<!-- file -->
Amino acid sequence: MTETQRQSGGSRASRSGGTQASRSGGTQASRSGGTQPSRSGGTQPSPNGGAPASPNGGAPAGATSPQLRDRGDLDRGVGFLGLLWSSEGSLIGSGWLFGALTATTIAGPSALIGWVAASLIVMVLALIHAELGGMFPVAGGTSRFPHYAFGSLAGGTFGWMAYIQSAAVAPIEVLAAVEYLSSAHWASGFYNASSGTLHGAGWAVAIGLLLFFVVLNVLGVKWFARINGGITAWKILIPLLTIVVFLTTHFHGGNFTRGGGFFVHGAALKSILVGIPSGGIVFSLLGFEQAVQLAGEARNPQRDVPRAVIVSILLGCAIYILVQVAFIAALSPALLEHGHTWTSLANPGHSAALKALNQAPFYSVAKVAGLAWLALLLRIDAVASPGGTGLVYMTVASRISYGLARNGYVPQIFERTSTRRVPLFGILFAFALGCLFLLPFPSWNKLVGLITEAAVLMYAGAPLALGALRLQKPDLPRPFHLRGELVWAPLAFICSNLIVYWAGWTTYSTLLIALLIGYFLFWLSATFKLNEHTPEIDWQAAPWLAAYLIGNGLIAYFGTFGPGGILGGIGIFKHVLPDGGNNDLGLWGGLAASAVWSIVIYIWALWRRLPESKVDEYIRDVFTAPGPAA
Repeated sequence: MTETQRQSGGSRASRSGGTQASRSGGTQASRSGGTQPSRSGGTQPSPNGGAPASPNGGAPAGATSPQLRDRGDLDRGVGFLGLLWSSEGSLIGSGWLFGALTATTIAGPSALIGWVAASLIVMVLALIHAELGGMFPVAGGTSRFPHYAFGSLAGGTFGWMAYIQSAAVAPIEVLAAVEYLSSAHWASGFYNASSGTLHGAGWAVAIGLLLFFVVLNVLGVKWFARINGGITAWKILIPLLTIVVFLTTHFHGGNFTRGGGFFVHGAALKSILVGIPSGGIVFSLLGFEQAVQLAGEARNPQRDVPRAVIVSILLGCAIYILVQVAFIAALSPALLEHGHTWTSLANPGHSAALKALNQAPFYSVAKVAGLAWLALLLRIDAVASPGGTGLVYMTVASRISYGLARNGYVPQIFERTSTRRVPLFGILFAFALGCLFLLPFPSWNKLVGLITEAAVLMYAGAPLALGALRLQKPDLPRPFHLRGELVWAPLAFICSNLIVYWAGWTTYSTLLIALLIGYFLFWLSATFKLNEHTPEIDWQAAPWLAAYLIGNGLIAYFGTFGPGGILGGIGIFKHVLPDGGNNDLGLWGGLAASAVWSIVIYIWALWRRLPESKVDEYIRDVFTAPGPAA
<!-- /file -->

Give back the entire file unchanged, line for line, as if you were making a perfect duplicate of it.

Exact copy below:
Amino acid sequence: MTETQRQSGGSRASRSGGTQASRSGGTQASRSGGTQPSRSGGTQPSPNGGAPASPNGGAPAGATSPQLRDRGDLDRGVGFLGLLWSSEGSLIGSGWLFGALTATTIAGPSALIGWVAASLIVMVLALIHAELGGMFPVAGGTSRFPHYAFGSLAGGTFGWMAYIQSAAVAPIEVLAAVEYLSSAHWASGFYNASSGTLHGAGWAVAIGLLLFFVVLNVLGVKWFARINGGITAWKILIPLLTIVVFLTTHFHGGNFTRGGGFFVHGAALKSILVGIPSGGIVFSLLGFEQAVQLAGEARNPQRDVPRAVIVSILLGCAIYILVQVAFIAALSPALLEHGHTWTSLANPGHSAALKALNQAPFYSVAKVAGLAWLALLLRIDAVASPGGTGLVYMTVASRISYGLARNGYVPQIFERTSTRRVPLFGILFAFALGCLFLLPFPSWNKLVGLITEAAVLMYAGAPLALGALRLQKPDLPRPFHLRGELVWAPLAFICSNLIVYWAGWTTYSTLLIALLIGYFLFWLSATFKLNEHTPEIDWQAAPWLAAYLIGNGLIAYFGTFGPGGILGGIGIFKHVLPDGGNNDLGLWGGLAASAVWSIVIYIWALWRRLPESKVDEYIRDVFTAPGPAA
Repeated sequence: MTETQRQSGGSRASRSGGTQASRSGGTQASRSGGTQPSRSGGTQPSPNGGAPASPNGGAPAGATSPQLRDRGDLDRGVGFLGLLWSSEGSLIGSGWLFGALTATTIAGPSALIGWVAASLIVMVLALIHAELGGMFPVAGGTSRFPHYAFGSLAGGTFGWMAYIQSAAVAPIEVLAAVEYLSSAHWASGFYNASSGTLHGAGWAVAIGLLLFFVVLNVLGVKWFARINGGITAWKILIPLLTIVVFLTTHFHGGNFTRGGGFFVHGAALKSILVGIPSGGIVFSLLGFEQAVQLAGEARNPQRDVPRAVIVSILLGCAIYILVQVAFIAALSPALLEHGHTWTSLANPGHSAALKALNQAPFYSVAKVAGLAWLALLLRIDAVASPGGTGLVYMTVASRISYGLARNGYVPQIFERTSTRRVPLFGILFAFALGCLFLLPFPSWNKLVGLITEAAVLMYAGAPLALGALRLQKPDLPRPFHLRGELVWAPLAFICSNLIVYWAGWTTYSTLLIALLIGYFLFWLSATFKLNEHTPEIDWQAAPWLAAYLIGNGLIAYFGTFGPGGILGGIGIFKHVLPDGGNNDLGLWGGLAASAVWSIVIYIWALWRRLPESKVDEYIRDVFTAPGPAA